Hastings, Chief Judge, and Castle and Swygert, Circuit Judges.
These are two appeals from convictions of Samuel Sosa and Julio Argumedo, on an indictment charging them with conspiracy to deal in narcotics, in violation of Title 21 U.S.C.A. § 174, following a bench trial by the district court. Each was sentenced to serve a term of six years imprisonment.
On appeal, Sosa contends the trial court erred in failing to produce an informant and in not giving him ample time to interview the informant. He also urges he was not proven guilty beyond a reasonable doubt.
In his appeal, Argumedo contends he was entrapped and that the trial court abused its discretion in refusing to permit him to present his testimony with the aid of an interpreter.
The Government's chief witness was narcotics agent, Robert E. Waltz. He testified that while working as an undercover agent, he was introduced to Sosa by an informant on September 17, 1964. He evidently developed his contact with Sosa, and on November 17, 1964, Sosa informed him he had a quantity of heroin available through a friend. Waltz expressed interest in purchasing heroin, and Sosa told him he would introduce him to the friend, who was Mexican and spoke English with an accent. Sosa indicated he would arrange a meeting and also stated that he was to receive as much as $2000 for arranging the deal.
The meeting was held at the Cafe Ole in Chicago, Illinois, where Sosa told Waltz he would meet a man named Julio. Waltz met Julio Argumedo as planned, who told him the heroin was in Mexico. At a subsequent meeting, Argumedo told Waltz he would go to Mexico to get the heroin and contact Waltz when he returned.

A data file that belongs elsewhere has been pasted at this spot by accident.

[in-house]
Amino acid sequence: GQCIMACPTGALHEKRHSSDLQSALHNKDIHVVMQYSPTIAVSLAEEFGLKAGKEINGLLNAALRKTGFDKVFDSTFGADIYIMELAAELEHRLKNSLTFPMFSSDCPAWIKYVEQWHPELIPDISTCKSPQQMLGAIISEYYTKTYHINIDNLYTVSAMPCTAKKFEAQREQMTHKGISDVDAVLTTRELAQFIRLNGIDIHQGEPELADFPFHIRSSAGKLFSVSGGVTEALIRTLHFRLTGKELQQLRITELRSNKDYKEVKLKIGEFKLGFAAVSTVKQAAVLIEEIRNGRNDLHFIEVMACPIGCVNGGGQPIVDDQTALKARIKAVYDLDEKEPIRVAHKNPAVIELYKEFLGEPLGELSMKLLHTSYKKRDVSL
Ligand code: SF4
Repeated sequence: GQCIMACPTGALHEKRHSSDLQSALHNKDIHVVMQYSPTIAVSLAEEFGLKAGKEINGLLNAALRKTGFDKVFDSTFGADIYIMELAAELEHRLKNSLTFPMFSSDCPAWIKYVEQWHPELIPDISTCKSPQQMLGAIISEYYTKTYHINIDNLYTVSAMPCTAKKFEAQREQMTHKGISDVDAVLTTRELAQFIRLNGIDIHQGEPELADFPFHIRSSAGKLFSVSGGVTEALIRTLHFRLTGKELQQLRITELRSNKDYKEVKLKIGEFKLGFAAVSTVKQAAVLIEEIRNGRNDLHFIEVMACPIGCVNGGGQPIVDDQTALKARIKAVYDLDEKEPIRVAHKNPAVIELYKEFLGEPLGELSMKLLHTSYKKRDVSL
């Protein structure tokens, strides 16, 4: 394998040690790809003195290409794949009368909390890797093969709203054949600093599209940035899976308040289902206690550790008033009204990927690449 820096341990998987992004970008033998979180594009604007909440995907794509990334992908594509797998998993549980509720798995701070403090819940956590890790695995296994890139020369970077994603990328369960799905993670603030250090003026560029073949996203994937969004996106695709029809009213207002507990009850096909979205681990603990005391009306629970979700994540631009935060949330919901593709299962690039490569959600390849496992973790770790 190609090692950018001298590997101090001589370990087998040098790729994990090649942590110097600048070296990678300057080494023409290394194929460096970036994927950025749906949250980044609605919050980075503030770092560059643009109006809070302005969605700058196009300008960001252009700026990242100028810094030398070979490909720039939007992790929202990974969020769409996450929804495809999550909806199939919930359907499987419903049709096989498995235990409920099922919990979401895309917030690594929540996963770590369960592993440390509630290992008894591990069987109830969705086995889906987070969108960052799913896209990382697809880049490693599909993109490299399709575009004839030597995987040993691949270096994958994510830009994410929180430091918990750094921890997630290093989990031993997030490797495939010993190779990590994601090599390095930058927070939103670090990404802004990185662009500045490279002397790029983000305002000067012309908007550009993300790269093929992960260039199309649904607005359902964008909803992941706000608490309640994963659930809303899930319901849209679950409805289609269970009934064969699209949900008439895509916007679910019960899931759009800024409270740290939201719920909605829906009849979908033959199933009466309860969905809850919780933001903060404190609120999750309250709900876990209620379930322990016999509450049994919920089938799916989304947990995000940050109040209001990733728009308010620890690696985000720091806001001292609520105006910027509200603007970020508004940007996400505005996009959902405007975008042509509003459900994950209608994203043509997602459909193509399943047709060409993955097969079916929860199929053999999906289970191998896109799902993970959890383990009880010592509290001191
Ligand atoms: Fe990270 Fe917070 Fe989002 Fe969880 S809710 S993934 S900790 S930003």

On December 22, 1964, Waltz talked to Sosa and indicated that he was worried, not having heard from Argumedo. Sosa told him not to worry and stated he had given Argumedo $500 as a part of expense money, evidently for the trip to Mexico.
On December 28 Sosa called Waltz and told him Argumedo had returned and would call him the next day, which he did. Argumedo arranged a meeting with Waltz.
At the meeting, Waltz received a sample of narcotics from Argumedo. When Waltz had tested this privately, he talked to narcotic agents and returned to meet Argumedo again. He told Argumedo he was satisfied with the sample. Argumedo left and returned forty-five minutes later with the remaining narcotics, at which time he was arrested.
During the trial, Sosa asked for the name and address of the informant who introduced Waltz to him. This was furnished the next day, one day before the end of the trial. No request was made for a continuance in order to locate and subpoena the informant.
On appeal, it is argued that the Government should have done more, that the informant should have been produced or that Sosa should have been given, without motion on his part, sufficient time to seek out and interview the informant.
The informant was not a participant in the crime and was not shown to have been related to the acts involved. The record does not reveal the informant would have been or was thought to be a critical or even useful witness. In addition, assuming the informant might have been useful in testing Waltz's credibility with respect to his introduction to Sosa, Sosa failed to ask for a continuance to locate or interview the informant.
The Government satisfied its duty toward the conduct of a fair trial by supplying the name and address of the informant. The burden of the use of the information fell upon Sosa. Upon good cause shown, a continuance or further disclosure by the Government might have been proper. As Sosa was content with the information supplied, he will not now be heard to say ...